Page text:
Update: See my new article on this topic: Does Meteor Scale?
Now scaling meteor is not a very difficult task, thanks to the Meteor Cluster. But Meteor Cluster only takes care about the synchronization of collections across the cluster. But there is another part when comes to scaling, that is load balancing between these nodes.
We develop meteor apps without worrying too much about the client server architecture. But at the end, meteor is another client server app. It has a part runs on the browser, and a part runs on the server. And there is a communication channel between the two. This is the same way how Gmail, Google Docs and so many other apps work.
When we are running a meteor app with a cluster of nodes, we need to load balance connections between the client and server correctly. Technically what we have to do is to load balance a set of websocket and SockJs connections.
Websocket is a part of the HTML5 specification, which makes it is possible to established a direct connection between the server and the client. Due to several reasons, availability of websocket cannot be guaranteed every time. So we need a way to communicate in those situations. That is when SockJS comes in to the table as a websocket emulation layer. It is a set of techniques which allows you to do websocket like communication between the server and the client.
Okay! Now we know what to scale, then lets discuss how to scale. Our Ideal load balancer much fulfill these requirements.
Basically, there are two ways we can do this, either use some cloud service provider, or do it yourself. I will discuss about the both here.
If you choose this path, you will have to deploy your app (with the meteor cluster) on their infrastructure. That is not so uncommon these days. Let’s start analyzing these services.
Nodejitsu is a one of the greatest NodeJS PAAS provider which has a good track record. If you deploy your app with Nodejitsu, there is nothing you have to do for the load balancing. Their load balancer supports both websocket and sticky sessions.
Modulus is technically equivalent to Nodejitsu, but they are quite new. They are the people behind popular demeteorizer tool, which converts a meteor app into a standard nodejs app.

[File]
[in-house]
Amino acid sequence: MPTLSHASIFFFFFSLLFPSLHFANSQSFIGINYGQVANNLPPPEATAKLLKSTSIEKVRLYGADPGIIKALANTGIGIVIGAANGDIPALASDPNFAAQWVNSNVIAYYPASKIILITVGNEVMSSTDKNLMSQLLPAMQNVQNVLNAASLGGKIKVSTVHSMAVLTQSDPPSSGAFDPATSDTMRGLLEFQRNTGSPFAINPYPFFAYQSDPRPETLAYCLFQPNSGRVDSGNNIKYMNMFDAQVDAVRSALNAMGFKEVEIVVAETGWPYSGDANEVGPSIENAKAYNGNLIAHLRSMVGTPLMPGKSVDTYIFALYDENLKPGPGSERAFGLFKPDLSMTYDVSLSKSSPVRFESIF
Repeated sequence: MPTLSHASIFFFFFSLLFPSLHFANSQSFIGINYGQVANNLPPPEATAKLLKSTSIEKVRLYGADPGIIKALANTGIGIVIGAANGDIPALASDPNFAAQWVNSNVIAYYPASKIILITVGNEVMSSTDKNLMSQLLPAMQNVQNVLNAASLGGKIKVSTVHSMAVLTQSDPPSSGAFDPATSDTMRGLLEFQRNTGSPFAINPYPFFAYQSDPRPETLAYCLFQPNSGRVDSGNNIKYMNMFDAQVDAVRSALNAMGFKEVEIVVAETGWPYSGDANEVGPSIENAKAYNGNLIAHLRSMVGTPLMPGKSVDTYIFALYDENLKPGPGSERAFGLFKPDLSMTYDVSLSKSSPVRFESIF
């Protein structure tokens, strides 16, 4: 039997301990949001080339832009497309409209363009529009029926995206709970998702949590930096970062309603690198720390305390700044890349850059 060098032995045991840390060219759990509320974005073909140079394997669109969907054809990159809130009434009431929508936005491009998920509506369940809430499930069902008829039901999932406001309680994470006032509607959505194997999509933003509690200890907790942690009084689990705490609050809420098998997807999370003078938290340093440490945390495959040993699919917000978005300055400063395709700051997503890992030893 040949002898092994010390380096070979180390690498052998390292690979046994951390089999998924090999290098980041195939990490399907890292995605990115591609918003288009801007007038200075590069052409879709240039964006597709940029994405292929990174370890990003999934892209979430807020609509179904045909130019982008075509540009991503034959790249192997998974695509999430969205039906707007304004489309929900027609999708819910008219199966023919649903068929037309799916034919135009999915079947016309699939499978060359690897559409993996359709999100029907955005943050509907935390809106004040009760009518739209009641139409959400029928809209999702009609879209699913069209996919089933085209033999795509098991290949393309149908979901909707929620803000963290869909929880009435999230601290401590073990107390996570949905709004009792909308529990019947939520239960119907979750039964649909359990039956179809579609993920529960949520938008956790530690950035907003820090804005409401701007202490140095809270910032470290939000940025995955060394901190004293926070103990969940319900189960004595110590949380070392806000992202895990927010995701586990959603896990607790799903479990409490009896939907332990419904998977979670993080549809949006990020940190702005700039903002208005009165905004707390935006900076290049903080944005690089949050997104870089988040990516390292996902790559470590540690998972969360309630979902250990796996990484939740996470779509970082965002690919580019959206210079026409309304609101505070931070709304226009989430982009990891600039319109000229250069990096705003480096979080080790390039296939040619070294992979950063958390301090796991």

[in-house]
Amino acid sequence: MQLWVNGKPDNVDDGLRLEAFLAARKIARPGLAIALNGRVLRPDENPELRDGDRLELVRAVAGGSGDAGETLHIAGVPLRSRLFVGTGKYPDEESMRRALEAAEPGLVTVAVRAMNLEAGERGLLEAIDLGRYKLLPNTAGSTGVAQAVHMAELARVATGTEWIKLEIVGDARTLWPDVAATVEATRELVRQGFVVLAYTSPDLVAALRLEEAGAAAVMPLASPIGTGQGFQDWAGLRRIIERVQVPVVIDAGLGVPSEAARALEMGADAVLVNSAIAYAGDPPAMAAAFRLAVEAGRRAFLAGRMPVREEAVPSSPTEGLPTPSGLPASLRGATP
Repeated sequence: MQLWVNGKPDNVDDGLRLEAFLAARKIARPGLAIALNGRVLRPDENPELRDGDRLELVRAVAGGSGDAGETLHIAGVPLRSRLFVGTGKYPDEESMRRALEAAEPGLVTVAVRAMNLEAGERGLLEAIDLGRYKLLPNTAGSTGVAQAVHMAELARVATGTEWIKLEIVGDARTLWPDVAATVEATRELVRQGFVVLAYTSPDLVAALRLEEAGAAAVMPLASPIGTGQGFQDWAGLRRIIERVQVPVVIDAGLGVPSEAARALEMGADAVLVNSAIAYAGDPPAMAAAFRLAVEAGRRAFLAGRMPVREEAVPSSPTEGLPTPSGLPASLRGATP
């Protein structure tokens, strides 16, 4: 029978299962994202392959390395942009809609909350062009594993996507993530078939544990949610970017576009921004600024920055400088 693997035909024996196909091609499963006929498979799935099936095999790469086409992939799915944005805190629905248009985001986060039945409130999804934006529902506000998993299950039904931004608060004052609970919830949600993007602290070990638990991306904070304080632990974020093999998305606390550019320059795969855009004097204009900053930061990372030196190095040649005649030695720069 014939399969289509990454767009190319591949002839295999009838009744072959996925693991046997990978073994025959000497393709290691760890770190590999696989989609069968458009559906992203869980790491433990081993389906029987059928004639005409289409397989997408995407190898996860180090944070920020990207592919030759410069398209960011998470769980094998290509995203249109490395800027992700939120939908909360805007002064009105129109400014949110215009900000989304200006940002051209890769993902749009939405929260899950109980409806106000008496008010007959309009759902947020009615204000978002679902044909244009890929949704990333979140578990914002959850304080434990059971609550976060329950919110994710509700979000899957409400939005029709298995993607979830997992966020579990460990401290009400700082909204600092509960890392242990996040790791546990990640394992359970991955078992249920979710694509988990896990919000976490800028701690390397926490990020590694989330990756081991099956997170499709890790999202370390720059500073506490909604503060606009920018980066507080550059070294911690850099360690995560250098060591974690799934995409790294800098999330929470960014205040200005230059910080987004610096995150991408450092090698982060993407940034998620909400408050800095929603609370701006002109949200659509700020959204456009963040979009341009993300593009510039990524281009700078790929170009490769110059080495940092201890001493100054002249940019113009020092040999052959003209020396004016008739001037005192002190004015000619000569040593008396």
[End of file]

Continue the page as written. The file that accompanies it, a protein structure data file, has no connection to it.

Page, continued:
If you try to load balance your app using ELB, you are in bit trouble. ELB natively does not support websocket, but it does support Sticky Sessions. There is a way we can turn on websocket with the TCP mode, but then it drops Sticky Session support. If you decide to go with ELB try following.
By default client connects to port 80 and it allows SockJS to works fine. You can also ask clients to use port 8080 if they have websocket. (have to do it manually)
Unfortunately, they don’t support either websocket or Sticky Sessions.
Let’s discuss implementing a load balancer which supports both Sticky Sessions and websocket. This is not so difficult as it seems.
Both tools are identical when it’s comes to load balancing. They do support both of our requirements. Configuration is also not so difficult. But if you need to add and remove meteor nodes with the load(auto scaling), you have do some work.
There is a couple of good NodeJS load balancers out there. (try http-proxy or bouncy). Actually these are reverse proxy servers which support websocket. But it is not so difficult to convert them as load balancers, which support Sticky Sessions. These tools provide much more flexibility, and you can very easily configure them for autoscaling. But the downside is, they consume more resources than Nginx or HAProxy.
I think now you’ve got a good understanding to load balance your meteor app. So it’s up to you to decide which path you should take.
I am working on a new kind of load balancer for Meteor. It is a load balancer where it does not proxy websocket or SockJs connections by itself. It simply asks the client to connect with a particular meteor node instead. Subscribe to MeteorHacks to get more information on this :)